Alphabet’s stock sank in after hours trading on Thursday after the Google-parent company missed Wall Street’s earnings target.
Google’s mobile search and video ads boosted revenue in the fourth quarter, but increased spending in hardware and other new businesses, as well as a larger-than-expected tax rate, weighted on the bottom line.
Alphabet stock was down about 2% at $814.80 in after-hours trading on Thursday.
Here are the key numbers from Q4:
Revenue: $26.06 billion, up 22% year-on-year and above the $25.2 billion expected by analysts
EPS (adjusted): $9.36 versus $9.67 expected by analysts
Cost of revenues: $10.66 billion (up from $8.188 billion in the year-ago quarter)
Paid clicks on Google properties: Up 43% year over year
Paid click on Google Network Members’ properties: Up 7% year over year
Cost-per-click on Google properties: -16% year over year
Cost-per-click on Google Network Members’ properties: -19% year over year
Other Bets revenues: $262 million (was $150 million in the year-ago quarter)
Other Bets operating loss: $1.088 billion (was $1.21 billion in the year-ago quarter)
“Other revenues” were up 62% year over year. That figure represents hardware, which Google has increasingly focused on with the launch of new products like the Google Pixel phone, Daydream View virtual reality headset, and Google Home voice-controlled speaker.
In addition to the hard numbers, investors had their eyes on Alphabet’s Other Bets companies – the collection of “moonshot” businesses focused on everything ffrom self-driving cars to biotech. Alphabet ended several projects and lost many top executives and leaders during the back half of 2016. The moves were designed to help cut costs from Other Bets, which have yet to generate any meaningful revenue for Alphabet.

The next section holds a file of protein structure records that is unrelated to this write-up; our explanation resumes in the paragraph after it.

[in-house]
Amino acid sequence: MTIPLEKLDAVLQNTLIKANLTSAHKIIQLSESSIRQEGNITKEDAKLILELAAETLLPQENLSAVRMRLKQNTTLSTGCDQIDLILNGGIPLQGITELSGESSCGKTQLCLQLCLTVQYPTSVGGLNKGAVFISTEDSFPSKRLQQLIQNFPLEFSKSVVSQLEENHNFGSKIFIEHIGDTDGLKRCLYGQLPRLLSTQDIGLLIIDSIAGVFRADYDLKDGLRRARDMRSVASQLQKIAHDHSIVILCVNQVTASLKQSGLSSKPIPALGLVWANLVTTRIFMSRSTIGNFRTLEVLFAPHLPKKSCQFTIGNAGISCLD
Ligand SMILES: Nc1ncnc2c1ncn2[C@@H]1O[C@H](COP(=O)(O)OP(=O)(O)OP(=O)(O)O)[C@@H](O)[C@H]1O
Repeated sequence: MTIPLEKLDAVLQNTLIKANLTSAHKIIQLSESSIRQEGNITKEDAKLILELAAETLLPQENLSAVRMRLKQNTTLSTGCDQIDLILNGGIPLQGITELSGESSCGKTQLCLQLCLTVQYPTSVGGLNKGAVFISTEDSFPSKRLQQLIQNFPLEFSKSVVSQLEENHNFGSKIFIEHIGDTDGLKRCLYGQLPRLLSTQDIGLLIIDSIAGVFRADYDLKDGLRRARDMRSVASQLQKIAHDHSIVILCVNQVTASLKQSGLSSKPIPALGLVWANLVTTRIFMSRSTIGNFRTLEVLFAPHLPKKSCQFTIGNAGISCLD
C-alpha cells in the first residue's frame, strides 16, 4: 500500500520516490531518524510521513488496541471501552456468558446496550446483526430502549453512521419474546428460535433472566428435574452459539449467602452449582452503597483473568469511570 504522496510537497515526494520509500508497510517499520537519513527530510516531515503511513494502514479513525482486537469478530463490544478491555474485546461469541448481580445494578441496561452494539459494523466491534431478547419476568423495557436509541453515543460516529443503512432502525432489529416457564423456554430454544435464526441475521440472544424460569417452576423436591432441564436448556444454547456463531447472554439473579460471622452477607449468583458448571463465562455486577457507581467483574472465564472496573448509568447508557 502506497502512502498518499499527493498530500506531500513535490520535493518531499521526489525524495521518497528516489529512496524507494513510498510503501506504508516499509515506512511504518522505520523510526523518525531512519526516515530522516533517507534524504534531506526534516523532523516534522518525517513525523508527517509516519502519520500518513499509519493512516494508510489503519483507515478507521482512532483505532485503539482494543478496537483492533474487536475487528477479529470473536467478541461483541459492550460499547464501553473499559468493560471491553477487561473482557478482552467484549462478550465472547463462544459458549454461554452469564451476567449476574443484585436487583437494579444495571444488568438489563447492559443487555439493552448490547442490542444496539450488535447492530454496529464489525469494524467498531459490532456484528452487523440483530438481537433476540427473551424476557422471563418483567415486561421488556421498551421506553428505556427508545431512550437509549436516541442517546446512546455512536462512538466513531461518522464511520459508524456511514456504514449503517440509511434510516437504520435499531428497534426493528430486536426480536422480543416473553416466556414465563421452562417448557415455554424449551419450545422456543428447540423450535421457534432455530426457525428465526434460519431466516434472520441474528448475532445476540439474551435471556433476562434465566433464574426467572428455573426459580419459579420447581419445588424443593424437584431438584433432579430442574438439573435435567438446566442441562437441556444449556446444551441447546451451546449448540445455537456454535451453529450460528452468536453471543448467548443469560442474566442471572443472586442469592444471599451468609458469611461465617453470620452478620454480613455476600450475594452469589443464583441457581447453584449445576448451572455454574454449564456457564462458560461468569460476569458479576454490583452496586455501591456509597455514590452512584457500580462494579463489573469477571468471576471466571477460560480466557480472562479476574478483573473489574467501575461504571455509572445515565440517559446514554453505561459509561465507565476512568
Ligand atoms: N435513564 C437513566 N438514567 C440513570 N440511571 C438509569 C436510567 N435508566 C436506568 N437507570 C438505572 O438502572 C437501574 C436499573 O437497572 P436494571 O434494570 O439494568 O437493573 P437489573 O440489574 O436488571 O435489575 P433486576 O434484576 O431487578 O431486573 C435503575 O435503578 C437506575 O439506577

Alphabet’s CFO, Ruth Porat, only briefly touched on Other Bets in her opening remarks during the company’s earnings call, saying she will continue to look at investments in those projects.
One Other Bet that did get some positive attention this week: Verily. On Thursday morning, Alphabet announced that Verily, which develops health technology like smart contact lenses, received a $800 million investment from a private firm based in Singapore.
During the call, Google CEO Sundar Pichai touched a lot on Google’s main new areas of investment like hardware, cloud services, and YouTube. However, Pichai wouldn’t give any hard numbers for subscribers to paid YouTube services like YouTube Red or YouTube Music, saying only it was “early days” for those products.
As for voice search, which is built into the Home speaker and other Google products and services, Pichai slightly downplayed its importance, saying voice is just one way users will interact with Google. One concern with the growth in voice search is that Google won’t be able to sell ads against it like it can with search on mobile or desktop. Pichai said he sees this problem as “more of an opportunity than a challenge.”